Two major problems have plagued our effort. First of all, Afghanistan is a very tribal, traditional society with no tradition of strong central authority. It has a very large area and a population of 32 million--considerably larger, and far more dispersed, than Iraq. Poppies are the main cash crop. American aid, as in South Vietnam, Iraq, and numerous other client states, has fueled a very corrupt culture. We have been trying to train a large army and police force (and this remains a centerpiece of President Obama's plan), but we really don't know if the requisite cultural values to support such institutions exist. Meanwhile, Afghanistan needs all kinds of economic and social help, as well.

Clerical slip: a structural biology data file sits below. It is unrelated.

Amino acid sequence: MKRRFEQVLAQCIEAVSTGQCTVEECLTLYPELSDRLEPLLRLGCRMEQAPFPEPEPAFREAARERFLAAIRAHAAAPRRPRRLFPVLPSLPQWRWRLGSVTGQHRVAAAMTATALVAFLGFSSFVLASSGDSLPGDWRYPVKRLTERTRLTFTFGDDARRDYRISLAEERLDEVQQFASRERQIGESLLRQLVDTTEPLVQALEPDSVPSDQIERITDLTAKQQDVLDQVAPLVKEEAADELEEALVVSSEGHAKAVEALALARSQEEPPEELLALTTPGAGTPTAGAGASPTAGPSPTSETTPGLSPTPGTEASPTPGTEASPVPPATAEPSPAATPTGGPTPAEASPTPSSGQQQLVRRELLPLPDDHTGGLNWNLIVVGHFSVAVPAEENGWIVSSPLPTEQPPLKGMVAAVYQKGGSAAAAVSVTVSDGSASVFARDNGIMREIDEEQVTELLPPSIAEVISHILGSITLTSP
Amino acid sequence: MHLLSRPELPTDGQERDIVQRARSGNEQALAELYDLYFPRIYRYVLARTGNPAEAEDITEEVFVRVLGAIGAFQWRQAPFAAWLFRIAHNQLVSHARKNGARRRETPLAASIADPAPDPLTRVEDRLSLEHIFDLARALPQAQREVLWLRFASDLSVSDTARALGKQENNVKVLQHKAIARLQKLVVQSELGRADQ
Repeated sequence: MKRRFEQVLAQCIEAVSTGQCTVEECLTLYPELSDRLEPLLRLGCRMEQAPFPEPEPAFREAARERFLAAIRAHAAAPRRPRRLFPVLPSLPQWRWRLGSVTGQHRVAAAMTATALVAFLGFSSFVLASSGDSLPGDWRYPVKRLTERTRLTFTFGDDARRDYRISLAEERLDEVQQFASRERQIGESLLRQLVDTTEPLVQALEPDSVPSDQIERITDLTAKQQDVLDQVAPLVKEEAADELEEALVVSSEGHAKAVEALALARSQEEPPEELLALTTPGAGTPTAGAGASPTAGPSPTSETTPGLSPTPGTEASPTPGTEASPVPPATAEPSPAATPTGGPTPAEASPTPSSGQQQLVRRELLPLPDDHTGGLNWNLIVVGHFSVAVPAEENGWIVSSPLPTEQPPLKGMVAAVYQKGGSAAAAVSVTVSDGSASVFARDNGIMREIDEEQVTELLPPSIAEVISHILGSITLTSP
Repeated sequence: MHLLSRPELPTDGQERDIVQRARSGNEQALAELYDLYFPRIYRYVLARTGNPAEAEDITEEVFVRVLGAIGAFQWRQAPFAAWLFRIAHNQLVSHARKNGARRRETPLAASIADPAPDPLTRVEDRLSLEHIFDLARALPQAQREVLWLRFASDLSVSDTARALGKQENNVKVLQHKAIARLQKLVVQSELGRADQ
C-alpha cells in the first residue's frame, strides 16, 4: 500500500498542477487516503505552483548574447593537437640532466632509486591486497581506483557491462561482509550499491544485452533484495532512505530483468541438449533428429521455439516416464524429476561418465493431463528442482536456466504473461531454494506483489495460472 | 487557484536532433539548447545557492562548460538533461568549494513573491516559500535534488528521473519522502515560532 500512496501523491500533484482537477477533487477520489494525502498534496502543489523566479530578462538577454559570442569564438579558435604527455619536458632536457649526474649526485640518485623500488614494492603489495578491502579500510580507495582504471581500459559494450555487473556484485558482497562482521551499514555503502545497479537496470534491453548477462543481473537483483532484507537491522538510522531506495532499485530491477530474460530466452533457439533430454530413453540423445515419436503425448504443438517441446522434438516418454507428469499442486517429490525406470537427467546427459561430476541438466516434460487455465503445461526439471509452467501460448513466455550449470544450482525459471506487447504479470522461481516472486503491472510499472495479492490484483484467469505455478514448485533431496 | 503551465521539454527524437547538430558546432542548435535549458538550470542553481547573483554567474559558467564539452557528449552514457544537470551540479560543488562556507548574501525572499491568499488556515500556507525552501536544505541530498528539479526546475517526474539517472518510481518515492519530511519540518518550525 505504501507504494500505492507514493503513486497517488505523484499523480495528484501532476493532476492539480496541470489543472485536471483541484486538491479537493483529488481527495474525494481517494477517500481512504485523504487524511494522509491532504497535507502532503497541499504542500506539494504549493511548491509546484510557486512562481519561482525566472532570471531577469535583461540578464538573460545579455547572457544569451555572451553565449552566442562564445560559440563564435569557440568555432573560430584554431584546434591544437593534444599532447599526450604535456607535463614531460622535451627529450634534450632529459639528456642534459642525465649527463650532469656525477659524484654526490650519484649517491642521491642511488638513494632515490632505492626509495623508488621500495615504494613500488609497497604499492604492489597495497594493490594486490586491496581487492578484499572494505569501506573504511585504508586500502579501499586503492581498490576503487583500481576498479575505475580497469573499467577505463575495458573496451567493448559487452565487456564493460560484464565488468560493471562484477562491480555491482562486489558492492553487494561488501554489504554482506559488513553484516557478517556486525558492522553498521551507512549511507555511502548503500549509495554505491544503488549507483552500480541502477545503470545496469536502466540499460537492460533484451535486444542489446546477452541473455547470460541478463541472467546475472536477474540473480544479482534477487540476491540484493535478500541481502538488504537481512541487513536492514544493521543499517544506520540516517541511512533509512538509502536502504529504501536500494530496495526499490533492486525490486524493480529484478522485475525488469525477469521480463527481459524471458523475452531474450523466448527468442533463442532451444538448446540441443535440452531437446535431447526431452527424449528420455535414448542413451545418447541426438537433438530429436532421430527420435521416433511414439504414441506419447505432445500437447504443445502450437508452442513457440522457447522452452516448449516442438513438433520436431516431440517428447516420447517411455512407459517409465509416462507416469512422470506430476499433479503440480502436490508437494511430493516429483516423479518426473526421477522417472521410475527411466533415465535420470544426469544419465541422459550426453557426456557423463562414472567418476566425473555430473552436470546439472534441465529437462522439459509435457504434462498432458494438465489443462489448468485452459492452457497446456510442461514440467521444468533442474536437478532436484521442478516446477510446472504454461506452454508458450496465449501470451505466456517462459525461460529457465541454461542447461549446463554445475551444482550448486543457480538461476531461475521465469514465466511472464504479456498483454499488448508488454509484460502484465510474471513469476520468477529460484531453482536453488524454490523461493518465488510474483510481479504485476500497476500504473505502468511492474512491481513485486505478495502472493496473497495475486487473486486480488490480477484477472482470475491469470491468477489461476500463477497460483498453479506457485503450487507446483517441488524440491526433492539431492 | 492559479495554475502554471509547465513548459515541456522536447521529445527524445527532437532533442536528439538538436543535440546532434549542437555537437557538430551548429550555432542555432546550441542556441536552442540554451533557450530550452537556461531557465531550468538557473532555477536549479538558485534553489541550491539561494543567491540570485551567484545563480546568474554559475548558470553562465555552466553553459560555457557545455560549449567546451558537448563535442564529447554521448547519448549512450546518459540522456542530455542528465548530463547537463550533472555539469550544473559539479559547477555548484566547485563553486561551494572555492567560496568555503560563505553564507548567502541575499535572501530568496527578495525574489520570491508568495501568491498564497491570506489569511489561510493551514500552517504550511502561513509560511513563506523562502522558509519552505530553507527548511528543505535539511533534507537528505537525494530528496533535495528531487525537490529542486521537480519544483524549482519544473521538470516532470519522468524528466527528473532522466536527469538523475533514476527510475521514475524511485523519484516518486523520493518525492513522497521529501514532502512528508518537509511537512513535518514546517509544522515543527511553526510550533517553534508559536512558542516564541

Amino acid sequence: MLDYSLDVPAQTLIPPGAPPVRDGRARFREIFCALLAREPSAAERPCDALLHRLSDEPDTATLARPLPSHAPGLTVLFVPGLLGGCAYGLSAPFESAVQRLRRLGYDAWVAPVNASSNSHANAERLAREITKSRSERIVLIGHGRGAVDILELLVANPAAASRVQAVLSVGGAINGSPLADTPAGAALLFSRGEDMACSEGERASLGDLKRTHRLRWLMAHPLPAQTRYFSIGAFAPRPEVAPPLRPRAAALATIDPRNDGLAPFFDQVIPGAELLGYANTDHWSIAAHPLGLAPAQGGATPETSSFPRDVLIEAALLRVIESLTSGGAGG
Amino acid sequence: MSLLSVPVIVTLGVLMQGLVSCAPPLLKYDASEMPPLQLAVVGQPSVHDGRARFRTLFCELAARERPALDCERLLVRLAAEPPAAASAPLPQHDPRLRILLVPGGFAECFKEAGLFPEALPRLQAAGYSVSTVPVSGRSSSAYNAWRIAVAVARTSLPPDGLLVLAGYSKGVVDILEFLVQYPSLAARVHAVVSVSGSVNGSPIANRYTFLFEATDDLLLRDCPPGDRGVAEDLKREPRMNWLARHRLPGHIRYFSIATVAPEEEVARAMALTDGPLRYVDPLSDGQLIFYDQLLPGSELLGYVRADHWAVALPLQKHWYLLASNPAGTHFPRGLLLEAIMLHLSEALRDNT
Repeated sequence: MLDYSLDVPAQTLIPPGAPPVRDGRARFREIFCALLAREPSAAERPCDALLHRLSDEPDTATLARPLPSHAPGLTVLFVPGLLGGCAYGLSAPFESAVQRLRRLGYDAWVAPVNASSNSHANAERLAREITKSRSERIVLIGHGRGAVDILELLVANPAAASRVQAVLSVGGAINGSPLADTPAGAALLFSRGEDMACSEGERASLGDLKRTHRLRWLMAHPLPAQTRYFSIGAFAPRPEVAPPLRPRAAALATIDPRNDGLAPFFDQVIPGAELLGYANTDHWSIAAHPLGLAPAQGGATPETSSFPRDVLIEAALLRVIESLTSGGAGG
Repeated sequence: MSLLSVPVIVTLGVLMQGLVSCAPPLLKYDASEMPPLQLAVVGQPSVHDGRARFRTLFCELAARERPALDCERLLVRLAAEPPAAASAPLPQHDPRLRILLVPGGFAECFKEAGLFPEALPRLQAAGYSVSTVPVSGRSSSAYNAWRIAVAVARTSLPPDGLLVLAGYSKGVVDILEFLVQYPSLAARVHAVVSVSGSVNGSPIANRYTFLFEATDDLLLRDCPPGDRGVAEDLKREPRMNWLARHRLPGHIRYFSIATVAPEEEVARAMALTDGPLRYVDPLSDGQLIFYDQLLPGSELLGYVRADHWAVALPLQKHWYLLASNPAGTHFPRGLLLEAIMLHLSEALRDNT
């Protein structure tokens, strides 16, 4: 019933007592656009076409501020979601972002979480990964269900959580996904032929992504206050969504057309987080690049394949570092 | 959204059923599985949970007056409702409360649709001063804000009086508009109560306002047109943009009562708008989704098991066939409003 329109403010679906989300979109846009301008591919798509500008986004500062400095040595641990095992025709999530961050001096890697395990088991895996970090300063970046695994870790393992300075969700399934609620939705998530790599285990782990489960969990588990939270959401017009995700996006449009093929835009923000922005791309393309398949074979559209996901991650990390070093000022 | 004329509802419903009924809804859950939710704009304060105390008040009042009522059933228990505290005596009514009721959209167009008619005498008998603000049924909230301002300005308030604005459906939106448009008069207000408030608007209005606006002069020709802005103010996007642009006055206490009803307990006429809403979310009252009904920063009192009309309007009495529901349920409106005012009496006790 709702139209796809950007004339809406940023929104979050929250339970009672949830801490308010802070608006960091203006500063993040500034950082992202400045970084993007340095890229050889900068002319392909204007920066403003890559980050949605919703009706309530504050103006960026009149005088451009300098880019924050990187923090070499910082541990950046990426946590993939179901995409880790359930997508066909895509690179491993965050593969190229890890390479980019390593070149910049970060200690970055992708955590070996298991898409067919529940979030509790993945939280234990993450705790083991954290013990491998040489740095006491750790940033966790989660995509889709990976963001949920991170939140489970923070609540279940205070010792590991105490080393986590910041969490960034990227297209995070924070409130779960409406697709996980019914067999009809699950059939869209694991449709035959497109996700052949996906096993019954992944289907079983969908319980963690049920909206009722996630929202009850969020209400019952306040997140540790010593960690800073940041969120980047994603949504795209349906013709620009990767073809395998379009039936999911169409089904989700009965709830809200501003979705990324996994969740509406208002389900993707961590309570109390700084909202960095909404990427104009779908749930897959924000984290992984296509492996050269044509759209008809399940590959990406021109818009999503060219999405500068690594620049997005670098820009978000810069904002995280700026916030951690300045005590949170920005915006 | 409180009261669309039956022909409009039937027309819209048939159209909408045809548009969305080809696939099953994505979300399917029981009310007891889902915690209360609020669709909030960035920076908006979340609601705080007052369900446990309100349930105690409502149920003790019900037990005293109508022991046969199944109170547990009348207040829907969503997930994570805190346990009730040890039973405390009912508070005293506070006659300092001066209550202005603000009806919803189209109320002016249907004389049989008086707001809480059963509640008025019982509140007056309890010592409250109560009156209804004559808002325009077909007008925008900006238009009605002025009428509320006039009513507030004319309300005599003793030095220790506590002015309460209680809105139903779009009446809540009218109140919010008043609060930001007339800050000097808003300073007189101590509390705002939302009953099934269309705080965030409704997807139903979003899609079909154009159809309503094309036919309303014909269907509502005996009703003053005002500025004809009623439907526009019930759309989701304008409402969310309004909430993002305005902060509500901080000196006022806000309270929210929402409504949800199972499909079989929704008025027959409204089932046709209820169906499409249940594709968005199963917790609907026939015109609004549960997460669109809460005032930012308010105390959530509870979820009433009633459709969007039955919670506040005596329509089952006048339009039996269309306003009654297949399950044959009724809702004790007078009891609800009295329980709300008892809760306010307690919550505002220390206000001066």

The bureaucratic battle that is reflected in the new policies has evolved more or less as follows. Beginning in 2001, the US military, which had been extremely cautious about nation-building involvements for 30 years, embraced its new Middle Eastern missions with gusto. It has deployed old and new forms of firepower in Afghanistan and Iraq, including pilotless drones, and it has killed a lot of people, which, as David Brooks noted in his column yesterday is still what the militar does best. But that recipe has not solved the problems of those two countries, and the Pentagon has been claiming loudly to anyone who would listen that the rest of the federal government--"the interagency," as it is now known--has to do the things that the military cannot. Those things include the enormous task of turning traditional societies into relatively modern states--a task for which no consistently successful recipe has ever been discovered, especially during a war. The Pentagon's view, ably represented by Secretary Gates, is reflected in the new plan, which calls for unspecified civilians to take over a great many critical tasks in Afghanistan. As Fred Kaplan of Slate noted this morning, it is not yet clear exactly where those civilians are going to come from--or who is going to protect them against insurgents.